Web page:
31 years after the painter's death Santos Balmori (1898-1992), his figure and his work have navigated a lonely river of injustices and institutional blockages that led him to invisibility and left him out of the place of honor that he deserves in the history of Mexican art.
As an example, it is enough to remember the failed retrospective that the Palace of Fine Arts dedicated to him in October 1989, with the idea of vindicating his work, ignored by the creative ecosystem of his time, given that his line did not fit into the implacable voice of nationalism. .
Son of the Asturian Ramon Balmori and the Mexican Everarda Picazo, the creator was taken from Mexico City to Asturias, Spain, at the age of five. His life was an adventure full of losses and sadness, which led him to travel between Spain, Argentina, Chile and Paris. In addition, his work earned him some international awards and the acquisition of work by the Museum of Modern Art in Madrid, which would be lost during the Spanish Civil War.
After several personal and artistic tragedies,
Balmori He returned to Mexico in 1935 and, during the following decades, he battled with the national artistic environment until he positioned himself as a reference on the margins, and even helped train artists such as Luis Nishizawa, Juan Soriano, Francisco Corzas, Pedro Coronel and Jose Zunigaamong others.
According to the story of Gerardo Traegercurator, collector and friend of the painter, who promoted that retrospective in Fine Arts, inaugurated in the last days of October 1989, it did not turn out as expected, since, after its opening, Fernanda Matos Moctezumathen head of the Palace, learned that the president Carlos Salinas de Gortari He would read his First Government Report at said headquarters, so the Presidential General Staff (EMP) told him that the premises should be vacated, for security reasons, in the following 48 hours.
Then, the official looked for Traeger and detailed the situation. In response, the curator and the artist's students sent a letter to the President to request that the exhibition not be withdrawn, but the request was not heard and, once the deadline had passed, the EMP took down the paintings and, without any packaging, took them the pieces to the bench, where Traeger He loaded them into trucks and took them to his gallery.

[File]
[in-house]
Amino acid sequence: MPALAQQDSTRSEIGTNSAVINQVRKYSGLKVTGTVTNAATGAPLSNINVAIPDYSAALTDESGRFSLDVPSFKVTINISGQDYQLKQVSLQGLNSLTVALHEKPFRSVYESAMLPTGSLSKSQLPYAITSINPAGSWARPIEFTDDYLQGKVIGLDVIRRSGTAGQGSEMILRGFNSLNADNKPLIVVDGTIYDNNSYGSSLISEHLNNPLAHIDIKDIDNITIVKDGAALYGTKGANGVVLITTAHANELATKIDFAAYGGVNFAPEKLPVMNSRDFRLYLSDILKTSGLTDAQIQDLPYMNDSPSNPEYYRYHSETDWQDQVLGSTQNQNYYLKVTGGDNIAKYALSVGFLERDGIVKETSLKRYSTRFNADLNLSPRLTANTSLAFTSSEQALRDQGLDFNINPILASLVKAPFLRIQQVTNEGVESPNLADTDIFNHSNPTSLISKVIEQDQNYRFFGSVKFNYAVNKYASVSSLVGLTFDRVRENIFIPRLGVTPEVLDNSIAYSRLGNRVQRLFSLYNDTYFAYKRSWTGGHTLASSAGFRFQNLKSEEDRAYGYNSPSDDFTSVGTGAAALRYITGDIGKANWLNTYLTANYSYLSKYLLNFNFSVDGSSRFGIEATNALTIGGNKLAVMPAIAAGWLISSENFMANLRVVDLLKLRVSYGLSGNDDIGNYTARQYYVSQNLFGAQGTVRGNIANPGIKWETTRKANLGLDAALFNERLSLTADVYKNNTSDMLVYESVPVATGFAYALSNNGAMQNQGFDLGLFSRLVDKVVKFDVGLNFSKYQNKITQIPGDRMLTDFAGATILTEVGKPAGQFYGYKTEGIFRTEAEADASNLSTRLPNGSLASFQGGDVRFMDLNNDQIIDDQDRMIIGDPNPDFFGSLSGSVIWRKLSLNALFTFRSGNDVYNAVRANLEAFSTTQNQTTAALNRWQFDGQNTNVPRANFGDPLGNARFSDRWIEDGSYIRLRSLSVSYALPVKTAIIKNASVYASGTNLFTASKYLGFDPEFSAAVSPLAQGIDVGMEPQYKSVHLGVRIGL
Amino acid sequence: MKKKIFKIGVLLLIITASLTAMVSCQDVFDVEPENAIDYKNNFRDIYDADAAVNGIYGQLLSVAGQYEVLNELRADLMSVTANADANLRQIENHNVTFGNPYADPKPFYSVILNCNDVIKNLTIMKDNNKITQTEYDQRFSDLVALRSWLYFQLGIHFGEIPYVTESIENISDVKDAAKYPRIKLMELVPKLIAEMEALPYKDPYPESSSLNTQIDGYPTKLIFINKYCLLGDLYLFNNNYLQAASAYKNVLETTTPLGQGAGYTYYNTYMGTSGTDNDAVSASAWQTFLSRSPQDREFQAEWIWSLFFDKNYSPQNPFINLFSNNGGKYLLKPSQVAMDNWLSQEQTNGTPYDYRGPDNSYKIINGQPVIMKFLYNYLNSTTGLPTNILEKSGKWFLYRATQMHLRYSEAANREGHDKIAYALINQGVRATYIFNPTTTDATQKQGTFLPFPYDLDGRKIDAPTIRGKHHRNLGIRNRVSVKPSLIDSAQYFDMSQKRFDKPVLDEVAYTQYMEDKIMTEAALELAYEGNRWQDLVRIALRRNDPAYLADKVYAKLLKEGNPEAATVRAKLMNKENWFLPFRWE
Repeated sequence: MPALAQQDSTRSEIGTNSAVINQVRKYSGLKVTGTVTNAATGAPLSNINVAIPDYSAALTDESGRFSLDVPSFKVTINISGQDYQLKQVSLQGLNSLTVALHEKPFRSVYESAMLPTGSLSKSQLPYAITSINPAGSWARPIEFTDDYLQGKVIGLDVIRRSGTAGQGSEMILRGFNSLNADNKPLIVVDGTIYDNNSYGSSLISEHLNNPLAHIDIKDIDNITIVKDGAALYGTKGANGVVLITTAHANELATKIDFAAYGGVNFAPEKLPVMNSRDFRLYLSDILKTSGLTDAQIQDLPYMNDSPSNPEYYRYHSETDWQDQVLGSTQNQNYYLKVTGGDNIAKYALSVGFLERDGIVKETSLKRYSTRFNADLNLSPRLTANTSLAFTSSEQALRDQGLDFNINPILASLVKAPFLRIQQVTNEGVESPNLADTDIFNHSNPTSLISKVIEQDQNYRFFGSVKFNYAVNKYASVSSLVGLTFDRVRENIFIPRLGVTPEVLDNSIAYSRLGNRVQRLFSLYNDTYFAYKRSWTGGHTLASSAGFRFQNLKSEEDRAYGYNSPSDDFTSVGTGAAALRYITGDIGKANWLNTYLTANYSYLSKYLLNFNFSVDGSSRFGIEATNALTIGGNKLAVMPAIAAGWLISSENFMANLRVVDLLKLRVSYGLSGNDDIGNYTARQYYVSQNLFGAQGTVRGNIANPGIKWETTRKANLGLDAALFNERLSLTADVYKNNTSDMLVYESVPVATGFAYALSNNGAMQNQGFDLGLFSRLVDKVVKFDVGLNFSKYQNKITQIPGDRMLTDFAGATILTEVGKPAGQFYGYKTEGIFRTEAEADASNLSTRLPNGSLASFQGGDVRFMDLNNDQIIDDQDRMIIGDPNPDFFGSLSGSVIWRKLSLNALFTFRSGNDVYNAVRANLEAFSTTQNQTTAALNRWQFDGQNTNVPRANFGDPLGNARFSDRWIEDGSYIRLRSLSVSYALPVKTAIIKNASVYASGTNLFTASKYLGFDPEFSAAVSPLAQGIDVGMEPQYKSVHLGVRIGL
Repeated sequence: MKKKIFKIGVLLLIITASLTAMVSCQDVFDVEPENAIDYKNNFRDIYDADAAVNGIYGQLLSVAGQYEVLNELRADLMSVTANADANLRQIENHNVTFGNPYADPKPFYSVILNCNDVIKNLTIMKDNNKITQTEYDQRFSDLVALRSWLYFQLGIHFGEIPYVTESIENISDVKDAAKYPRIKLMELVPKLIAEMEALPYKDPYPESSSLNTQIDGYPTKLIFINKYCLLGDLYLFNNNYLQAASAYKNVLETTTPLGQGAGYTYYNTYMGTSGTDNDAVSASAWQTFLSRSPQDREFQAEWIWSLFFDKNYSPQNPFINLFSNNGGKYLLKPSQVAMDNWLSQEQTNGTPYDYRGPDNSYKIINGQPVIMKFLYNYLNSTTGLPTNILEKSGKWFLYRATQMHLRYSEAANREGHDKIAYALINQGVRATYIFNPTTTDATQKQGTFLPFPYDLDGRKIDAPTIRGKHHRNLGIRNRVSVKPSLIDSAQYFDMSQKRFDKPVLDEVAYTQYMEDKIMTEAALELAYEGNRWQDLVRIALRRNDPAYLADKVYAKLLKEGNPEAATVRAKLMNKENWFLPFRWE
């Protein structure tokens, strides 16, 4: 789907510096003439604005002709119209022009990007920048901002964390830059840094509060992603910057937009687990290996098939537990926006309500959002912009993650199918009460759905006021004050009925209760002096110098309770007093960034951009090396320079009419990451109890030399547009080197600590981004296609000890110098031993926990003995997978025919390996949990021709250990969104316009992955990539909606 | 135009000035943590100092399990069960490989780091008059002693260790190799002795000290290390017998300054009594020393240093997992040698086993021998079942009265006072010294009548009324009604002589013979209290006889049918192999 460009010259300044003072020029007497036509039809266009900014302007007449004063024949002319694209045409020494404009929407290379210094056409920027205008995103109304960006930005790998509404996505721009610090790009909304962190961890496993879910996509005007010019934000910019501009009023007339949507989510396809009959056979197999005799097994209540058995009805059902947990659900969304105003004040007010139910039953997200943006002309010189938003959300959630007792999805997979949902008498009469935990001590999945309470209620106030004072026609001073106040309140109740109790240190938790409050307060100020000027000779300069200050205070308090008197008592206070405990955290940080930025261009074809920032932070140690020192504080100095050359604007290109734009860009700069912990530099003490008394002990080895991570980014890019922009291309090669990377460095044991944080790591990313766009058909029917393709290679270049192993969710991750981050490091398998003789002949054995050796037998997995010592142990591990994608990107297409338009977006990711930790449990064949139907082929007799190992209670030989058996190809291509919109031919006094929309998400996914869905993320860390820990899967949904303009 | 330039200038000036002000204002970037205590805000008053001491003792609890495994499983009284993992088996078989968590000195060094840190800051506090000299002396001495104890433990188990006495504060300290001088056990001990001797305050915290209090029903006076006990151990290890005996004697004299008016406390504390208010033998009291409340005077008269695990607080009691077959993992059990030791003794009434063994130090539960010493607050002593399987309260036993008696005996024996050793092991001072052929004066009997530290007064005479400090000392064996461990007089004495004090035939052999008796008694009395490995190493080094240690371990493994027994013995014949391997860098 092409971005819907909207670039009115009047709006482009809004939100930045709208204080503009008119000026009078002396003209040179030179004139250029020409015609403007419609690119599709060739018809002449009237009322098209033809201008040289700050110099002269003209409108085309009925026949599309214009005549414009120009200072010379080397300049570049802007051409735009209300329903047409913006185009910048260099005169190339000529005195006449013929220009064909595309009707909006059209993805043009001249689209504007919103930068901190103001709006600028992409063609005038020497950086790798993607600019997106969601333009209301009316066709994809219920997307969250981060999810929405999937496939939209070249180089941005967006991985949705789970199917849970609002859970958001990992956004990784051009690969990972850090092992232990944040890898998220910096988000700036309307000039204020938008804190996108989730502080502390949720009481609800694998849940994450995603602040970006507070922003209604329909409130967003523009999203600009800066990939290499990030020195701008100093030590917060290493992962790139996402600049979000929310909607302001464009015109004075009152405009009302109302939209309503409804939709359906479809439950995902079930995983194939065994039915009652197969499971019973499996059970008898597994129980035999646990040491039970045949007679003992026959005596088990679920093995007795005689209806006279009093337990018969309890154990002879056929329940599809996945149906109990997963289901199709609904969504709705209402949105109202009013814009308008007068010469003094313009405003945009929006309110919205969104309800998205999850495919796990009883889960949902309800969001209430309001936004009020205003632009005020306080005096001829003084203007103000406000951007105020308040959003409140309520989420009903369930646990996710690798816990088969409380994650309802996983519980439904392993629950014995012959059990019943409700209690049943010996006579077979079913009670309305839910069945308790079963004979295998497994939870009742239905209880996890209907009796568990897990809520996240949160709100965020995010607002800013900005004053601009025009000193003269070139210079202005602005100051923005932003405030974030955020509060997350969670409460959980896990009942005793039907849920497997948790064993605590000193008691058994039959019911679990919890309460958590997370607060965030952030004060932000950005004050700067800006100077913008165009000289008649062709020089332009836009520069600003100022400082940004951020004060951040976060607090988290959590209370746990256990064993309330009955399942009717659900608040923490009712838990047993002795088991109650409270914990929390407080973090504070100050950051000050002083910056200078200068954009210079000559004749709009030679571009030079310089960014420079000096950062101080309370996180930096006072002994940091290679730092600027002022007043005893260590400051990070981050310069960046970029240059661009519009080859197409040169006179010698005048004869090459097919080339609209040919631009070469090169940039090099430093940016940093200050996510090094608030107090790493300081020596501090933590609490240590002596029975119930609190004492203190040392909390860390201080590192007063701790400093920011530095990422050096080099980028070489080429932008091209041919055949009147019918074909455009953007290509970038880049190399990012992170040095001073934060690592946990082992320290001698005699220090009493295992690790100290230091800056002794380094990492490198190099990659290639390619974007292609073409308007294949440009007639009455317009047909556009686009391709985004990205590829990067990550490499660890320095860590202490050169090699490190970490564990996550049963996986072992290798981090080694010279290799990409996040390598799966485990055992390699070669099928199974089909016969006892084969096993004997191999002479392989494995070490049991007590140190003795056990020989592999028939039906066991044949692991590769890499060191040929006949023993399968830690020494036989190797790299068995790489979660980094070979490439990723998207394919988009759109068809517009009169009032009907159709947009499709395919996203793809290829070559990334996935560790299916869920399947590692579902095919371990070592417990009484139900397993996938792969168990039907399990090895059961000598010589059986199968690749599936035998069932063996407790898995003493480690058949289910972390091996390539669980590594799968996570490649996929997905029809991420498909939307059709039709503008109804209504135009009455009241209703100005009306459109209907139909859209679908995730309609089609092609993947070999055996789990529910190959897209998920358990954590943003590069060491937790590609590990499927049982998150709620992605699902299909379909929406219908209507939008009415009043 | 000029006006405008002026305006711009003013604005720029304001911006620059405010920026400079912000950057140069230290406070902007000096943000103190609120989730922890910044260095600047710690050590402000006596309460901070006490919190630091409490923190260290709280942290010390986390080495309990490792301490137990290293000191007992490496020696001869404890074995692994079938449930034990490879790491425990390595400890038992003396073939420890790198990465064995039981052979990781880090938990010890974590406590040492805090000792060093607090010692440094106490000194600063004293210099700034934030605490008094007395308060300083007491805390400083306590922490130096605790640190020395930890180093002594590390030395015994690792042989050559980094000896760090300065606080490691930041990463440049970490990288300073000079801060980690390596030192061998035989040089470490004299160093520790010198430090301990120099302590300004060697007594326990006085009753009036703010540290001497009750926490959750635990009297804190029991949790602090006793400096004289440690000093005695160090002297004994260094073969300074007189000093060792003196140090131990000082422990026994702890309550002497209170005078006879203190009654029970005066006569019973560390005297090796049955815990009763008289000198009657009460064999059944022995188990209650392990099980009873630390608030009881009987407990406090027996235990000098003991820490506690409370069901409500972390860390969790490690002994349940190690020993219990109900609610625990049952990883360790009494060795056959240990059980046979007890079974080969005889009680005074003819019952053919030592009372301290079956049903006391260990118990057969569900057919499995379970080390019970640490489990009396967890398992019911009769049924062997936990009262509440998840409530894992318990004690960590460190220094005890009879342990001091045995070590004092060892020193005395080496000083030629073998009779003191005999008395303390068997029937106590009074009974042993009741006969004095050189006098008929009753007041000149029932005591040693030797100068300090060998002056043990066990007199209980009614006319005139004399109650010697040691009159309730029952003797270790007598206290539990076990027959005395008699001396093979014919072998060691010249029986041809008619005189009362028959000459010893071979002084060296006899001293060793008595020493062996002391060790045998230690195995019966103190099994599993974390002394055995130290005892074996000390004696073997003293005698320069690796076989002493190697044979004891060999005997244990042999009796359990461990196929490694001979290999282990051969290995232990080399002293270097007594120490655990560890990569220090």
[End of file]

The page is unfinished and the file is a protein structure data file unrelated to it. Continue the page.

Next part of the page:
“I picked up the paintings on the sidewalk, while the General Staff took them out, leaning on the list they gave me. Fernanda, who (gave it to me) crying, ashamed, tied up and outraged as director of the Palace", which led to an escalation of claims and complaints from collectors, he recalled. Traeger in brief interview.
Aside from this narrative, the collector pointed out a couple of additional injustices.
The first occurred when the Museum of Modern Art (MAM), directed by Sylvia Navarretedenied the possibility of doing a review of Balmoridespite the suggestion of the researcher and curator Luis Rius and to have the documentary investigation of Traeger: "When Luis Rius He asked her why she had not taken the opportunity to do the review, she told him: 'You and your Spanish exiles!', which showed her ignorance."
And the second occurred at the Diego Rivera Mural Museum, when Luis Riusthen director of the venue, proposed to his council the possibility of exhibiting some pieces of Balmoriwhat Guadalupe Rivera Marin He expressed something like this: “No ideological enemy of my father will exhibit in a museum that bears his name, as long as I live!”
Fortunately, the work of Santos Balmori returned to the cultural spotlight this week, at the National Museum of Art (Munal), with The indelible markthe most important revision that, now, attempts to vindicate this silenced artist, after three decades of blockages and injustices.
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